comment:14 Changed 3 years ago by lukeplant

  • Patch needs improvement set

@blacklwhite:

Thanks for having a go at this. I think this patch is the wrong approach, however. It is unnecessarily complicated, and changes the semantics of saving an object in some significant ways, by adding a new point where the object's fields are set from the related object.

We want a smaller fix, which only changes existing behaviour for the case when a developer has made a mistake - as in the example above. We already have checking at the point of assignment, such as checking that the object is of the right type, which is in SingleRelatedObjectDescriptor, and that's where the new check should be made. It should be a two liner.

Of course, this also needs tests.

On a point of style, you should use % interpolation for building up strings.

Changed 3 years ago by blacklwhite

new bugfix in (Reverse-)SingleRelatedObjectDescriptor and tests

comment:15 Changed 3 years ago by blacklwhite

  • Needs tests unset
  • Patch needs improvement unset

Thank you for your feedback. Your hint made it much more simpler to find the correct piece of code to bugfix it. And - as you said - it fits formerly as a two liner into the existing code :-)

The patch will now raise an error and results in the following behaviour:

>>> a = ModelA(name="a")
>>> b = ModelB(name="b")
>>> a.b = b
ValueError: Cannot assign "<ModelB: ModelB object>": "ModelB.b" must have
a primary key.

It does the same for the reversed scenario.

>>> a = ModelA(name="a")
>>> b = ModelB(name="b")
>>> b.a_set.add(a)

Is the error message ok or would it be better to append "You have to save <ModelB: ModelB object> before assignment." or something like that?
Are the both tests in the right class / method?
What about compatibility to people using a workaround like follows; don't considering about that?

>>> a = ModelA(name="a")
>>> b = ModelB(name="b")
>>> a.b = b
>>> print a.b.name
>>> b.save()
>>> a.b_id = a.b.id
>>> a.save()
Last edited 3 years ago by blacklwhite (previous) (diff)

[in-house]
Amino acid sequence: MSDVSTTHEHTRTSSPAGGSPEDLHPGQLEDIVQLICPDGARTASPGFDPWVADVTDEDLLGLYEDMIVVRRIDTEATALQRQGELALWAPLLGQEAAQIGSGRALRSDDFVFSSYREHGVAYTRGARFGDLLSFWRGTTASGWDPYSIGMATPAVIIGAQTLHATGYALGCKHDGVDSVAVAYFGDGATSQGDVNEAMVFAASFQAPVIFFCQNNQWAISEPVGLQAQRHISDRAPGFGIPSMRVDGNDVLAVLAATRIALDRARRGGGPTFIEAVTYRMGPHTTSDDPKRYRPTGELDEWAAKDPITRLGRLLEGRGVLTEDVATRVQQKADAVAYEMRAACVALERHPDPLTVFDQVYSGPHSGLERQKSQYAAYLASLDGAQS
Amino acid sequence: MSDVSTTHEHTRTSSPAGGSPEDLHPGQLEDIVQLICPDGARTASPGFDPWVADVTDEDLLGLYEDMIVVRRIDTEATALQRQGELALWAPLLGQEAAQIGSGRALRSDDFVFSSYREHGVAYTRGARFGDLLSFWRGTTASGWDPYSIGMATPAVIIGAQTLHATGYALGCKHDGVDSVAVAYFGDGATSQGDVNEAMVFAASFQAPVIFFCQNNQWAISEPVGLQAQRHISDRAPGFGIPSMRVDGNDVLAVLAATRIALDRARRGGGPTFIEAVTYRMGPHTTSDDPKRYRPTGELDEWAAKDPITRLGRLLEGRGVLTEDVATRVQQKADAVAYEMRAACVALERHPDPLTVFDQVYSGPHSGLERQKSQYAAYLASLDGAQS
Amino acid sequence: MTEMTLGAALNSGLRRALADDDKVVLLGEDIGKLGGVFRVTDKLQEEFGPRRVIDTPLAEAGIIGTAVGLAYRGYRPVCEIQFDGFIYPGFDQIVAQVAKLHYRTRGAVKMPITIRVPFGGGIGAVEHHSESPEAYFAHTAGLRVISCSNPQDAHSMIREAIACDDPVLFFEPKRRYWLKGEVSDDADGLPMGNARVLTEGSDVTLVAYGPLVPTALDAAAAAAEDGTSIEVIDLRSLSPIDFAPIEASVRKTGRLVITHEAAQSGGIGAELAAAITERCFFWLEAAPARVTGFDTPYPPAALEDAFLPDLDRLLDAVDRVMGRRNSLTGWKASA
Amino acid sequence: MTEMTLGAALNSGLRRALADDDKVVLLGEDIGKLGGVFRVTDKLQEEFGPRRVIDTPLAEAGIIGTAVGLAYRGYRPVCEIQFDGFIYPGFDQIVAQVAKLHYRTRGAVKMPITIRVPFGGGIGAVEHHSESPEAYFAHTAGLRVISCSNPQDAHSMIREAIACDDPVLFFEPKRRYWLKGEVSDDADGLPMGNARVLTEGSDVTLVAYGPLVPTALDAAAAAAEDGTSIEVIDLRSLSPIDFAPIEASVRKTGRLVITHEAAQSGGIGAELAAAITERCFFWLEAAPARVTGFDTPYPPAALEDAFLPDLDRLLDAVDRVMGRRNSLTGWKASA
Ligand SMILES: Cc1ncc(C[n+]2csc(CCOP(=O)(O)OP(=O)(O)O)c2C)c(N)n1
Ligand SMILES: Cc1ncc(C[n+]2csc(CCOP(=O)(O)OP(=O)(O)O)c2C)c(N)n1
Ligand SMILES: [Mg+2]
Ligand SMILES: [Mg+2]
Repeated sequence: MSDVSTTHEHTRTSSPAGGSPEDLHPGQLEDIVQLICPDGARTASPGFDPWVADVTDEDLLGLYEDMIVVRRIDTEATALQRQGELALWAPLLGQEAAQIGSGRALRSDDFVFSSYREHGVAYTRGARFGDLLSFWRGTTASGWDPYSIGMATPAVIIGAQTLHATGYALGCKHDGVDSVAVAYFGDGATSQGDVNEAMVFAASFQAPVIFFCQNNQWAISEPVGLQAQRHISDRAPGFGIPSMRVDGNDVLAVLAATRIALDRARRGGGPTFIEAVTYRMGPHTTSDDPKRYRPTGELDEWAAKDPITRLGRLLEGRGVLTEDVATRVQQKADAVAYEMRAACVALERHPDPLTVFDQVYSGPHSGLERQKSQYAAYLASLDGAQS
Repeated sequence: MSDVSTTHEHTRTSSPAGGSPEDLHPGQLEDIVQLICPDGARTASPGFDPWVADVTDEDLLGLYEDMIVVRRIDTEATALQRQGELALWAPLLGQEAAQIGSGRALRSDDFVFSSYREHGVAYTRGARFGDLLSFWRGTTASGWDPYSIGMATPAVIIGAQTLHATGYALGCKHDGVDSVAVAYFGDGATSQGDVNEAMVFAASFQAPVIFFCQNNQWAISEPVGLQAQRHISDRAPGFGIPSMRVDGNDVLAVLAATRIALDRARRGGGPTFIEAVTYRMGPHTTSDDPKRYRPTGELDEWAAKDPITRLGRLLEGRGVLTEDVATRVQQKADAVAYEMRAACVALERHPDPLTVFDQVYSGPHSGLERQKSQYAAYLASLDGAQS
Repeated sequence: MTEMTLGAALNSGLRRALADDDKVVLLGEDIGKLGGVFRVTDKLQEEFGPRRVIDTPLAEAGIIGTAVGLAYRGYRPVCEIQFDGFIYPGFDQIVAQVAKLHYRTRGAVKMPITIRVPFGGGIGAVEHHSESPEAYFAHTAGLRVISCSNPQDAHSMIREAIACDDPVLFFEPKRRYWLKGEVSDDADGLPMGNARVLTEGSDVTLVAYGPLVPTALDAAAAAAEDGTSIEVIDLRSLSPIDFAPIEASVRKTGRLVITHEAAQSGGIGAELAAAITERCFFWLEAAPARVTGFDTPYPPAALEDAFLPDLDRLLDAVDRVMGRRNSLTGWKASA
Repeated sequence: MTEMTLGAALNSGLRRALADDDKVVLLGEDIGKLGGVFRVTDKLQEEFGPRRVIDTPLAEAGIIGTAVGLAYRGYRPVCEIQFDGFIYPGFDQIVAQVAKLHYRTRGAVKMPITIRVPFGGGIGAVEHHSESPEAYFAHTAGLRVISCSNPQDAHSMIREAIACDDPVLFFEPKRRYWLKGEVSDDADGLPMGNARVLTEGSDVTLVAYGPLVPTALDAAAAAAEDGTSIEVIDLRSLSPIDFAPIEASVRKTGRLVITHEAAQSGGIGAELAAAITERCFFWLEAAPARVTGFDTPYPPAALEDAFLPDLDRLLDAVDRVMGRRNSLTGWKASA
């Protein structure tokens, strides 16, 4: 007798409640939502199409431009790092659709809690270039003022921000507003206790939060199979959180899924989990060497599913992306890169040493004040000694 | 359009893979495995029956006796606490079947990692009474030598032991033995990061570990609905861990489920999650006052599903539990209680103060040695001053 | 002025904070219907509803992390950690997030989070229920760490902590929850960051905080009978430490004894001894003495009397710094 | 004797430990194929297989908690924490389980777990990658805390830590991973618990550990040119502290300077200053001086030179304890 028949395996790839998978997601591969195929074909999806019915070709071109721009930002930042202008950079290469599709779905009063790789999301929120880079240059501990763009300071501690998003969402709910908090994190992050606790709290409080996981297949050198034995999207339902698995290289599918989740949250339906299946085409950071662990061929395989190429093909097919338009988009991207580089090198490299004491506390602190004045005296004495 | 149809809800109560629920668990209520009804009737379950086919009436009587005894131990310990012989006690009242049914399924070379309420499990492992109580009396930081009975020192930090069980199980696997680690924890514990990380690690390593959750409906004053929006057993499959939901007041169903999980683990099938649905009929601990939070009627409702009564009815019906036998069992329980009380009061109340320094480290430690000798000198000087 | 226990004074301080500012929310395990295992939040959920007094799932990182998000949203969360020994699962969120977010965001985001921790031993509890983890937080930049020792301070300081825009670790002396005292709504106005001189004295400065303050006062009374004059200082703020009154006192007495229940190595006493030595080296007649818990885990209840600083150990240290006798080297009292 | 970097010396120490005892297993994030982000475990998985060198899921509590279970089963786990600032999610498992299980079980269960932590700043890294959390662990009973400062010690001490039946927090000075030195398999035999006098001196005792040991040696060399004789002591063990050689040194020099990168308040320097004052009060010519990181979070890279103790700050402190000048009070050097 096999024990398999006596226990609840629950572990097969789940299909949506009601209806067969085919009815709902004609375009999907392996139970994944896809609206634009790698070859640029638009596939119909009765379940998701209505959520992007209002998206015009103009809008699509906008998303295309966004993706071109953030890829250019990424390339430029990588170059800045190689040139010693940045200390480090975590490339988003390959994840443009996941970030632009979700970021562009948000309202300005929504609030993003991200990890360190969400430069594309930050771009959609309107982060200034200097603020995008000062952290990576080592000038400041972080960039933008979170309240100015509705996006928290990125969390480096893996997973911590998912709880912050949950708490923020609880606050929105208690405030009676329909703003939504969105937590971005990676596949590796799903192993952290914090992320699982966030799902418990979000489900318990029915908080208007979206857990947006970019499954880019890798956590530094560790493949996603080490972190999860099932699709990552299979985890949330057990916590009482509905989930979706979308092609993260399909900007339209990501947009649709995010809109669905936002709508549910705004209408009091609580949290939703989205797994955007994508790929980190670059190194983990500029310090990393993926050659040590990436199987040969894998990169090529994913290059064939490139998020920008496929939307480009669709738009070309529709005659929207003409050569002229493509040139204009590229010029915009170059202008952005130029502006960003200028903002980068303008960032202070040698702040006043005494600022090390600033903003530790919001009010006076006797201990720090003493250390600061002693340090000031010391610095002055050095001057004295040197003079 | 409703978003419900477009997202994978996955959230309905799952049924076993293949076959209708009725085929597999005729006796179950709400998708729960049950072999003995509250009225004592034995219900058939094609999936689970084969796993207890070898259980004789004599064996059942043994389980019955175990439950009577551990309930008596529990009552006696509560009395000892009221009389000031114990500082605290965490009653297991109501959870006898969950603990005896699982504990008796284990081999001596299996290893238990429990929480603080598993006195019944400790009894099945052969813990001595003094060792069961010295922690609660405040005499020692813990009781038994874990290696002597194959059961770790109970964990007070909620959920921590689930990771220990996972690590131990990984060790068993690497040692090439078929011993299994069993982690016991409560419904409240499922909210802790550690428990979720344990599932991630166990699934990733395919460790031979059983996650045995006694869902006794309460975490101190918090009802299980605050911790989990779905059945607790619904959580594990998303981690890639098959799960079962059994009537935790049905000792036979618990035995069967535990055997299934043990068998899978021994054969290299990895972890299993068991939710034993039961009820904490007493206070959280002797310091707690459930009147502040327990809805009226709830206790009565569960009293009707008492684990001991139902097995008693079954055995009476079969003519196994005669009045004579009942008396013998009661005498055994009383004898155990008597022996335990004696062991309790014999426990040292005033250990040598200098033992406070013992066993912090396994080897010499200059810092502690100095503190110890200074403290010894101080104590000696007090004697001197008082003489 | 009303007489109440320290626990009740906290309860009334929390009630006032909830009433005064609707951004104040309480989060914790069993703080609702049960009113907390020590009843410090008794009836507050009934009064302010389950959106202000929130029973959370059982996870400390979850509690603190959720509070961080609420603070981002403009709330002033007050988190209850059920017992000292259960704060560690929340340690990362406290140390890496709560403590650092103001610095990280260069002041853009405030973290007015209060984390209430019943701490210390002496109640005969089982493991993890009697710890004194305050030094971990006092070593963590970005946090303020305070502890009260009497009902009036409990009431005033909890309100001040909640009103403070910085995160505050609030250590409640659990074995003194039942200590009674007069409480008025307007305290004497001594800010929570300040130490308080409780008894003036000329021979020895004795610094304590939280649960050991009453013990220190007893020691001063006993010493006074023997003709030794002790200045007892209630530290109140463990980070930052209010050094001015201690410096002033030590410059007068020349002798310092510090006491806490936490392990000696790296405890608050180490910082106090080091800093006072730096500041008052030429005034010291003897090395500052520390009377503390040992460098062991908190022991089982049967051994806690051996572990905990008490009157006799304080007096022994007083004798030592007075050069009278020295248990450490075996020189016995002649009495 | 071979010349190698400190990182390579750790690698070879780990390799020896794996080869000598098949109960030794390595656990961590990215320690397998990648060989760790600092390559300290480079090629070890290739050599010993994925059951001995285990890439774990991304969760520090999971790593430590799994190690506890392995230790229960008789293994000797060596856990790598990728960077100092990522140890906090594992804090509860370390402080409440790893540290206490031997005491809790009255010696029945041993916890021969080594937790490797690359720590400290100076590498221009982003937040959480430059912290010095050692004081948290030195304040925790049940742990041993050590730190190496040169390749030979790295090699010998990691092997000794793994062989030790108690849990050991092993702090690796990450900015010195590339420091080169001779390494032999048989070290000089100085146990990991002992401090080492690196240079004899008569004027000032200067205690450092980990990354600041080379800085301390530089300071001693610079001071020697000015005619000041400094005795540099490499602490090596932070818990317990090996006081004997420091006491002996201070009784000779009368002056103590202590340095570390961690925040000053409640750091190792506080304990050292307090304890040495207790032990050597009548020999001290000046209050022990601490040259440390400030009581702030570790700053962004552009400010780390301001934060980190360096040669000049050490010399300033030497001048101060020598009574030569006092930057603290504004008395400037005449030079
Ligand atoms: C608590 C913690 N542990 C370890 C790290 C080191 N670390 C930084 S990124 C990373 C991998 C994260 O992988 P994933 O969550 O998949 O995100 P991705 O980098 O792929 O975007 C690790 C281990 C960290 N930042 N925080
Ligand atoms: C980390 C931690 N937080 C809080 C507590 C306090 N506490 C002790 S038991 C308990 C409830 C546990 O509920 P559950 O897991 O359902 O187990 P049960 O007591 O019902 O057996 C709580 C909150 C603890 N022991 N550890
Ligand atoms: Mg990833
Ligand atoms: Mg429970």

comment:16 follow-up: Changed 3 years ago by lukeplant

  • Patch needs improvement set

This is much better, but the tests don't test some of the new code. If you remove the hunk of the patch for SingleRelatedObjectDescriptor, the tests added still pass. (Hint: the cycle described on Test-driven development would have prevented this - always test first and make sure the test fails).

comment:17 in reply to: ↑ 16 Changed 3 years ago by blacklwhite

Replying to lukeplant:

This is much better, but the tests don't test some of the new code. If you remove the hunk of the patch for SingleRelatedObjectDescriptor, the tests added still pass. (Hint: the cycle described on Test-driven development would have prevented this - always test first and make sure the test fails).

I used the following command runtests.py --settings=test_sqlite many_to_one to test django. I've tried it again with the current django trunk and the first added assertion ends in a failed test. The second one ends in an errored test because of raising an IntegrityError.

After installing the patch the tests work fine.

I used TDD so your statement about the passing tests is curious for me. Where could my mistake be?

comment:18 Changed 21 months ago by akaariai

I wonder if the set is the proper place to raise the error. One could construct model instances without ever saving them. Isn't the error really happening at save time?

The check would be to go though foreign key fields in model.save(). If the instance's __dict__ contains a model for the foreign key field's name, but the value for field.attname in self.__dict__ is missing or is None, then raise an error.

comment:19 Changed 18 months ago by anonymous

Here's a StackOverflow question about this

comment:20 Changed 13 months ago by aaugustin

  • Status changed from reopened to new